• Internal bleeding

• Infection

The band lifetime combined incidence of all complications is of the order of 10%.

The psychological effects of any weight loss procedure also must not be ignored, as a proportion of patients fail to lose weight (often because they subconsciously develop strategies to defeat the band and maintain their status quo which they have become psychologically habituated to). Continued counselling, dietary advice and interaction with WLS support groups - locally and/or on the web - is widely seen as being of considerable help to patients, and can make the difference between success and failure. Many patients perceive themselves as having previously failed at every other weight loss strategy, and consequently their trigger threshold for giving up on WLS is often low, even after substantial financial commitment.

History and development
Non-adjustable bands
At the end of the 1970s, Wilkinson developed several surgical approaches whose common aim was to limit food intake without disrupting the continuity of the gastro-intestinal tractb

In 1978 Wilkinson and Peloso were the first to place, by open procedure, a non-adjustable band (2 cm Marlex mesh) around the upper part of the stomach.

The early 1980s saw further developments, with Kolle (Norway), Molina & Oria (US), Naslund (Sweden), Frydenberg (Australia) and Kuzmack (United States) implanting non-adjustable gastric bands made from a variety of different materials, including marlex mesh, dacron vascular prosthesis, silicone covered mesh and Gore-Tex, among others. In addition, Bashour developed the “gastro-clip” a 10.5 cm polypropylene clip with a 50cc pouch and a fixed 1.25 cm stoma, which was later abandoned due to high rates of gastric erosion.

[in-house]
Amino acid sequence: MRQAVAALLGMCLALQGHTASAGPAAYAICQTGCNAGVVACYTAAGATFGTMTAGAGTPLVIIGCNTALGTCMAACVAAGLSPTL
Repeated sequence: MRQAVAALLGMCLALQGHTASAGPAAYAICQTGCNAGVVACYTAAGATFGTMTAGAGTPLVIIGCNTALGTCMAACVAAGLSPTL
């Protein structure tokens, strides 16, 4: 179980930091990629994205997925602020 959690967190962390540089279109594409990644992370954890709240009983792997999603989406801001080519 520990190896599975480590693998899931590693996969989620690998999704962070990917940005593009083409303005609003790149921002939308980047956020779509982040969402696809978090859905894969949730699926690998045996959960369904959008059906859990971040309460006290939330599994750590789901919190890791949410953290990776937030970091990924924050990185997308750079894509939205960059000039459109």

All these early attempts at restriction using meshes, bands and clips showed a high failure rate due to difficulty in achieving correct stomal diameter, stomach slippage, erosion, food intolerance, intractable vomiting and pouch dilatation. Despite these difficulties, an important ancillary observation was that silicone was identified as the best tolerated material for a gastric device, with far fewer adhesions and tissue reactions than other materials. Nevertheless, adjustability became the “Holy Grail” of these early pioneers.

Adjustable bands
The development of the modern adjustable gastric band is a tribute both to the vision and persistence of the early pioneers, particularly Lubomyr Kuzmak and a sustained collaborative effort on the part of bio-engineers, surgeons and scientists.

Early research on the concept of band “adjustability” can be traced back to the early work of G. Szinicz (Austria) who experimented with an adjustable band, connected to a subcutaneous port, in animals.